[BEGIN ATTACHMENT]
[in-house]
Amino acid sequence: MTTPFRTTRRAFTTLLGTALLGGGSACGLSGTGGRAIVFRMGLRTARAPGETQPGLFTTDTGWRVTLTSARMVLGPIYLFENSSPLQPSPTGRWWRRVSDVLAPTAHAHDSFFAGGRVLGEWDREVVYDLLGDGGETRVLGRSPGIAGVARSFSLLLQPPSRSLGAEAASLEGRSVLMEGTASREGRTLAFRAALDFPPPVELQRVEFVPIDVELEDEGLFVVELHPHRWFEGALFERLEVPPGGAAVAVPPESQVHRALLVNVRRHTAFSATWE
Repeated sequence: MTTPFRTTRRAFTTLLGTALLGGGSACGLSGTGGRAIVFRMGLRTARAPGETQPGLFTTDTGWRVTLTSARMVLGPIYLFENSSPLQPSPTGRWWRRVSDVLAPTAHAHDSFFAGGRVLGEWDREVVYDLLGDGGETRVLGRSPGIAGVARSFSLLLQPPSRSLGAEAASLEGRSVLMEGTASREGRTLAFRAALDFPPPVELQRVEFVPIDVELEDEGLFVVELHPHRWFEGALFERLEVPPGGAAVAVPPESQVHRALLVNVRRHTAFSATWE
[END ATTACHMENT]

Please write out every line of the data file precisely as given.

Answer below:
[in-house]
Amino acid sequence: MTTPFRTTRRAFTTLLGTALLGGGSACGLSGTGGRAIVFRMGLRTARAPGETQPGLFTTDTGWRVTLTSARMVLGPIYLFENSSPLQPSPTGRWWRRVSDVLAPTAHAHDSFFAGGRVLGEWDREVVYDLLGDGGETRVLGRSPGIAGVARSFSLLLQPPSRSLGAEAASLEGRSVLMEGTASREGRTLAFRAALDFPPPVELQRVEFVPIDVELEDEGLFVVELHPHRWFEGALFERLEVPPGGAAVAVPPESQVHRALLVNVRRHTAFSATWE
Repeated sequence: MTTPFRTTRRAFTTLLGTALLGGGSACGLSGTGGRAIVFRMGLRTARAPGETQPGLFTTDTGWRVTLTSARMVLGPIYLFENSSPLQPSPTGRWWRRVSDVLAPTAHAHDSFFAGGRVLGEWDREVVYDLLGDGGETRVLGRSPGIAGVARSFSLLLQPPSRSLGAEAASLEGRSVLMEGTASREGRTLAFRAALDFPPPVELQRVEFVPIDVELEDEGLFVVELHPHRWFEGALFERLEVPPGGAAVAVPPESQVHRALLVNVRRHTAFSATWE